Key ministers approved a so-called Master Plan for Belgian jails yesterday morning, but this could not convince prison guards. The plan stipulates that new penitentiaries will be built, while others are being extended or thoroughly renovated.
Trades unions say it will take years before these projects will be finished, and continue their opposition against the austerity plans. "French-speaking prison guards want to get back to the situation in 2014 and are sticking to their guns", Gino Hoppe of the socialist union ACOD explains.
Koen Geens retorts that prison guards are focussing too much on staff numbers. "The future of Belgian prisons is not about increasing staff numbers time and again. This is exactly what has been done too much in the past." Because of this one-sided approach, other challenges were neglected, Mr Geens explains, such as infrastructure, working climate, inmate policies etc. "I am working on all these points at the same time. I am convinced this is the right approach."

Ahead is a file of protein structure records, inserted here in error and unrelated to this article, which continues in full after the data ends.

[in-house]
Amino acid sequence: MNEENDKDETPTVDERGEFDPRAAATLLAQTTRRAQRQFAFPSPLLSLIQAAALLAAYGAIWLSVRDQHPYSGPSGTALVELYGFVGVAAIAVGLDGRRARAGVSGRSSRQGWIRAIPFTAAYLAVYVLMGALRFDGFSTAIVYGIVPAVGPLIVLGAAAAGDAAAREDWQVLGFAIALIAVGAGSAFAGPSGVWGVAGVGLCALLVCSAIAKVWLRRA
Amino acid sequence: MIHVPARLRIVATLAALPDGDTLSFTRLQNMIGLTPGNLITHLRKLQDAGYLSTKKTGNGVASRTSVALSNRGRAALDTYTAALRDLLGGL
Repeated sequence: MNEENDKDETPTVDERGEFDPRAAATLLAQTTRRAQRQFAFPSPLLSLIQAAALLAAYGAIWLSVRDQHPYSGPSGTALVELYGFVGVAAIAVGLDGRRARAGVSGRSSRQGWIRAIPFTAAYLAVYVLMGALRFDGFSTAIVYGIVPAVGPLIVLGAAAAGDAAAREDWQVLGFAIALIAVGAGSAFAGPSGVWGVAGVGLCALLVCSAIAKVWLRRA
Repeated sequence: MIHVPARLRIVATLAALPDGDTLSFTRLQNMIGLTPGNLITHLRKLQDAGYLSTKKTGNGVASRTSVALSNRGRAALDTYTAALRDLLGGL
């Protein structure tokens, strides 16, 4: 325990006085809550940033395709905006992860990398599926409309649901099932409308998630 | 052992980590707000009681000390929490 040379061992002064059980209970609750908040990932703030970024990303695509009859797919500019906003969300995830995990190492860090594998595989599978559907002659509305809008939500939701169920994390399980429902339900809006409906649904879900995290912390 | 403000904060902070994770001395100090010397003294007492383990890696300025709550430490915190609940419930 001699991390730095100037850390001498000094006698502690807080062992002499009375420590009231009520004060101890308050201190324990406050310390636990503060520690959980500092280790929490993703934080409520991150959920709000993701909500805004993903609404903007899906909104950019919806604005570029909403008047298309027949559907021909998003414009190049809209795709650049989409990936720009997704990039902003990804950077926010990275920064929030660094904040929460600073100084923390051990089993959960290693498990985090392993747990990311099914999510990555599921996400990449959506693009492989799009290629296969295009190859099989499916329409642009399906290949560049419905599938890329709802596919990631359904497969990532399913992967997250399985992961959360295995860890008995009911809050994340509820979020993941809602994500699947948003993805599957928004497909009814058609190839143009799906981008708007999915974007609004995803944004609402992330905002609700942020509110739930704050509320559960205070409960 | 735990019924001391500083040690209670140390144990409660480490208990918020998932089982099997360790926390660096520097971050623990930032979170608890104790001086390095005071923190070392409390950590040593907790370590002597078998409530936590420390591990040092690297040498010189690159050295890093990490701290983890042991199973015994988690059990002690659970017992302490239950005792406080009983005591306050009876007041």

Belgian army called to the rescue
Because of the deadlock, even soldiers had to step in, replacing police officers who normally have to take over the prison guards' task. However, as soldiers have not been properly trained for this task, everyone agrees that this not a good solution. The situation for both inmates, police and soldiers is becoming untenable meanwhile.